That week—the week of the rain—was one of my dad’s bad times. So I went out to the site a lot. One day, I was just picking around one of the foundations. It was all cinder block and pits; hardly any of the building had actually gotten done. And then I saw this little box. A shoe box.” She sucks in a breath, and even in the dark I see her tense. The rest of her story comes out in a rush: “Someone must have left it there, wedged in the space underneath a part of the foundation. Except the rain was so bad it had caused a miniature mudslide. The box had rolled out into the open. I don’t know why I decided to look inside. It was filthy. I thought I might find a pair of shoes, maybe some jewelry.” I know, now, where the story is going. I am walking toward the muddy box alongside her; I am lifting the water-warped cover. The horror and disgust is a mud too: It is rising, black and choking, inside of me. Raven’s voice drops to a whisper. “She was wrapped in a blanket. A blue blanket with yellow lambs on it. She wasn’t breathing. I—I thought she was dead. She was … she was blue. Her skin, her nails, her lips, her fingers. Her fingers were so small.” The mud is in my throat. I can’t breathe. “I don’t know what made me try to revive her. I think I must have gone a little crazy. I was working as a junior lifeguard that summer, so I’d been certified in CPR. I’d never had to do it, though. And she was so tiny—probably a week, maybe two weeks old. But it worked. I’ll never forget how I felt when she took a breath, and all that color came rushing into her skin. It was like the whole world had split open. And everything I’d felt was missing—all that feeling and color—all of it came to me with her first breath. I called her Blue so I would always remember that moment, and so I would never regret.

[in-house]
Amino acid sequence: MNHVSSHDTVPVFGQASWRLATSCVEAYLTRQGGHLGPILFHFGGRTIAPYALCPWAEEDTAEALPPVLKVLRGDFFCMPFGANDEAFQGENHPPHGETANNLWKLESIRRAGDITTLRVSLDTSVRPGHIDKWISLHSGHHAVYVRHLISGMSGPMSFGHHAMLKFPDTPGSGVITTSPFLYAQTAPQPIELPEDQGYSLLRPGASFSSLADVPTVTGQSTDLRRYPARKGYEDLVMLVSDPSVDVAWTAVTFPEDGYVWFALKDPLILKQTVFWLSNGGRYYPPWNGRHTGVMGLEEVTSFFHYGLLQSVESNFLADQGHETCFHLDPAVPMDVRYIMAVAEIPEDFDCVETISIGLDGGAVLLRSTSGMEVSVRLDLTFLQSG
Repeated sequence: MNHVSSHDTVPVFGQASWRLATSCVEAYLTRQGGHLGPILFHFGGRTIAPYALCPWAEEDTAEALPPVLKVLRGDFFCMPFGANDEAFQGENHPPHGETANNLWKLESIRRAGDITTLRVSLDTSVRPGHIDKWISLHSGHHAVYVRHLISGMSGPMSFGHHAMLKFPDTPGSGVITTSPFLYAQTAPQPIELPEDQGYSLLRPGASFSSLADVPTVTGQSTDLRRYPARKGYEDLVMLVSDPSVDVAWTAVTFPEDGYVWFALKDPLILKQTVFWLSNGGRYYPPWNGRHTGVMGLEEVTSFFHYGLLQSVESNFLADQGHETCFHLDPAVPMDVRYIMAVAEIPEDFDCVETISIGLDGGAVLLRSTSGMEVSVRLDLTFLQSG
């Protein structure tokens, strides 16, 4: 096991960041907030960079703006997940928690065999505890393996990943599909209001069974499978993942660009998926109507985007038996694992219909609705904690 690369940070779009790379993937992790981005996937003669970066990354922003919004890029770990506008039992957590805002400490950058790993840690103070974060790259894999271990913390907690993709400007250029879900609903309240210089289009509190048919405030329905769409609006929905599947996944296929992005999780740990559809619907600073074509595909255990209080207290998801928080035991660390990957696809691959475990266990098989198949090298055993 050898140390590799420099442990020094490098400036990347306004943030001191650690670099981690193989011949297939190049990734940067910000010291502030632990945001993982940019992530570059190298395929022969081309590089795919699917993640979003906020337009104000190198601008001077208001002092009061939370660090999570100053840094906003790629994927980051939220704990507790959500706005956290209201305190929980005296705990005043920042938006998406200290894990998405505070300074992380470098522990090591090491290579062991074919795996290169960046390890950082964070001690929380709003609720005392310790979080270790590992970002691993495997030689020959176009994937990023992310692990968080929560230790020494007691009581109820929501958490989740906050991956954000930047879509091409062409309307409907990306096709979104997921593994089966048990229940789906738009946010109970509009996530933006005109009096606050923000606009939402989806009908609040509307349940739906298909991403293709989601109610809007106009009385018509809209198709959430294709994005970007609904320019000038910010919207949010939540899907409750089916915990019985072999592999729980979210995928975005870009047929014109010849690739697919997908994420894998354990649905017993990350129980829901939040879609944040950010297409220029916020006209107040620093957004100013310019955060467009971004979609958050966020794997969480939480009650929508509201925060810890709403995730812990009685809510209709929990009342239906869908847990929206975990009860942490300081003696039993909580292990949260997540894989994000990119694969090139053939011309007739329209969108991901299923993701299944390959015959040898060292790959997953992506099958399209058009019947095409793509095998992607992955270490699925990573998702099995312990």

Lauren Oliver (Pandemonium (Delirium, #2))